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Remove the obstacles preventing creativity.


Have you ever been stuck in a good rut? Have you caught yourself in the middle of an incident investigation, and the root cause continues to hide? Or maybe you are in a scenario where change looks like too much effort, and the prospects of doing the same thing again seem more attractive. You may also be struggling with how you could complete a planned eight-day outage within an allotted five days. You are out of ideas, exhausted, and helplessly grabbing for anything hint that can get you to another step. You are not alone.

"In Total Darkness" - Oblique Strategies

In 1970, an artist named Peter Schmidt created a box of 55 brief statements imprinted on index cards about the size of a playing card. He had always crafted things through art as he explored ways to unlock ideas, imagination, and creativity. If you look at images from his vast collection of artwork, they seem to embody a mystical interface between an organic idea at the precise moment of its origination. However, the utilitarian aspects of his collection of cards became a tangible mechanism to bridge this divide with a sense of fluidity.

"Balance the consistency principle with the inconsistency principle" - Oblique Strategies

Within his collection of works, these cards have always grabbed my attention. He referred to them as “The Thoughts Behind the Thoughts” and intended to be a trigger that unlocked options for a problem. His philosophy was that the route to the solution is typically just beyond reach and remains camouflaged within the background.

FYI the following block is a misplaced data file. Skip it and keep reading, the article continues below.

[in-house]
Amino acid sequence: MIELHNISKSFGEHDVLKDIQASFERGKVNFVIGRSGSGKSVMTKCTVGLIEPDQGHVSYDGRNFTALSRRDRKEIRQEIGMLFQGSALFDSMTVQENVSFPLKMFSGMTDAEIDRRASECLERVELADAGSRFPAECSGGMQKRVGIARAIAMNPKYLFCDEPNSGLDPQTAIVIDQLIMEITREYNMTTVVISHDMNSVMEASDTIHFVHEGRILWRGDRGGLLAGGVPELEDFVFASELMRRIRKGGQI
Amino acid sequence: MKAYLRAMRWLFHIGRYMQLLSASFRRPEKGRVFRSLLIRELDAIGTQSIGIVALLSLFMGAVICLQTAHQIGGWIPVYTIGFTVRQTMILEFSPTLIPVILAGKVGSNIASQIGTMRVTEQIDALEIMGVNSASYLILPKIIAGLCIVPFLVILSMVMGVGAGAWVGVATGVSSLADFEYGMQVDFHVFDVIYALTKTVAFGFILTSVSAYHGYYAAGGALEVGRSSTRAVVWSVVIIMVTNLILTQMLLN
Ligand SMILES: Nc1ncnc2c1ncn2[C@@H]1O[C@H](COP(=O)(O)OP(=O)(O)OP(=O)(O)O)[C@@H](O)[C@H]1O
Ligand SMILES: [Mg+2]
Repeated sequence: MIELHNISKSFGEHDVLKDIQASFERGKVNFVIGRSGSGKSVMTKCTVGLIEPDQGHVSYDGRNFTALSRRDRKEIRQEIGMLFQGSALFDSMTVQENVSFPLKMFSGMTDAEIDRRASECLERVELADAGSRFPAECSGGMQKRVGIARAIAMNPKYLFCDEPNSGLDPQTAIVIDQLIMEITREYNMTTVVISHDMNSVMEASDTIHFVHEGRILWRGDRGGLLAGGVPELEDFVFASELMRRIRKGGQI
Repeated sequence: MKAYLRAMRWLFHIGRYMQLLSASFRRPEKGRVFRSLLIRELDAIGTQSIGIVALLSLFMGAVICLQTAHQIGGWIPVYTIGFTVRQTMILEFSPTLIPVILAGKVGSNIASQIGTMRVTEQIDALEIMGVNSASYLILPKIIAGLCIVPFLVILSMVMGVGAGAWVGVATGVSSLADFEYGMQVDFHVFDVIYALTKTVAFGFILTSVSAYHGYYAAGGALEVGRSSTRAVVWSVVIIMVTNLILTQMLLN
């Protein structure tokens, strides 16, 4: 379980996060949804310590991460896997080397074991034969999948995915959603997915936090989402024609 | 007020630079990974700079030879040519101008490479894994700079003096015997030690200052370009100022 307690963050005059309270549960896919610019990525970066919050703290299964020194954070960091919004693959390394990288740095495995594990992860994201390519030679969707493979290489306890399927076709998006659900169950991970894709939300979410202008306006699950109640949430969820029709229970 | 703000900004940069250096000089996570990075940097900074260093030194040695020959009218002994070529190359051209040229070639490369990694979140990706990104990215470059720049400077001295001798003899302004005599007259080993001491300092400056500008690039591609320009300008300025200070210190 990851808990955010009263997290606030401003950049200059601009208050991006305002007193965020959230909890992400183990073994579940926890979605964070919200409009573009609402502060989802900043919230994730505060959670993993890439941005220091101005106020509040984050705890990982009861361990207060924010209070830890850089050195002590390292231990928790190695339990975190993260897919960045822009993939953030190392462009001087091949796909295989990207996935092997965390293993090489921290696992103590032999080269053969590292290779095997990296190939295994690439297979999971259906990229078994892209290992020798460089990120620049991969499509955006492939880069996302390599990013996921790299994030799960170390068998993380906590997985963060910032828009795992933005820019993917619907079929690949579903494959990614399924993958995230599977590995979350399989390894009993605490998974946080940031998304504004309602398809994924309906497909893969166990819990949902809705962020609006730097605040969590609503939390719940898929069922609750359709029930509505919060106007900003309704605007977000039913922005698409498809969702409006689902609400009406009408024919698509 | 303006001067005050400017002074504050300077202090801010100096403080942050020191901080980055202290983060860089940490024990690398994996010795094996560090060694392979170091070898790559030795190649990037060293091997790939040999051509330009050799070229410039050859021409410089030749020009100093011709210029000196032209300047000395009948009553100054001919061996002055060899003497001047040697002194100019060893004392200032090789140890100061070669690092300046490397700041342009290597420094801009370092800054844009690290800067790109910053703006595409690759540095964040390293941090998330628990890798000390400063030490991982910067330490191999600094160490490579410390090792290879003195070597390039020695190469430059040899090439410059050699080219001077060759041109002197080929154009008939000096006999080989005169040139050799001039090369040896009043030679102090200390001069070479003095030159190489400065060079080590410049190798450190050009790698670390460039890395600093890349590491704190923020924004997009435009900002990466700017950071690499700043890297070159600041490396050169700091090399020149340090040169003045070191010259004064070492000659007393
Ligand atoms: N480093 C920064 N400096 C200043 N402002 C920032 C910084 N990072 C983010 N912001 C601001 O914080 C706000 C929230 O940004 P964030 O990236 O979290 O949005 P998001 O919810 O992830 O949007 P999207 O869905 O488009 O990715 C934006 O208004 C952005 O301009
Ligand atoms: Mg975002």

To take the step towards the solution, an individual card would be drawn, read aloud, and then proceed with dialogue connecting the statement to the problem. Applying an undocumented and fragmented vantage point to the problem would serve as the required inertia that gets one closer to solving the problem.

"Don't stress one thing more than another" - Oblique Strategies

These cards were typically limited to only Peter Schmidt until he became friends with Brian Eno. At the time, Brian was a musician, composer, and writer in the British music circles. As their relationship became stronger, Brian began using the deck of cards and renamed them Oblique Strategies. As musicians would be in their creative art-making processes, drawing and discussing the cards enhanced the processes. In one example, while producing David Bowie’s album Heroes, Brian Eno and David Bowie claim they used Oblique Strategies on the song “Sense of Doubt.”

They each picked a card but didn’t reveal its content. “It was like a game,” Eno recalled. “We took turns working on it; he’d do one overdub and I’d do the next. As it turned out, they were entirely opposed to one another. Effectively mine said, ‘Try to make everything as similar as possible,’ and he said ‘Emphasize differences.’ - manuelprados.net

When selected, the brief statements can introduce alternative routes, unlock new perspectives, and mystically seem to connect previously described uncorrelated scenarios. Those using the Oblique Strategies as creative guides of thought, insight, and discussion can get to a finished product more efficiently and with more color. As if these are the master key that opens the door to the solution, they serve as a tool to enforce collaboration. Practice with a personal challenge or a problem facing your team, and see if it provides a fresh perspective. You may find spontaneous insight as a needed tool to maintain the momentum toward the problem.

Lost in useless territory - Oblique Strategies


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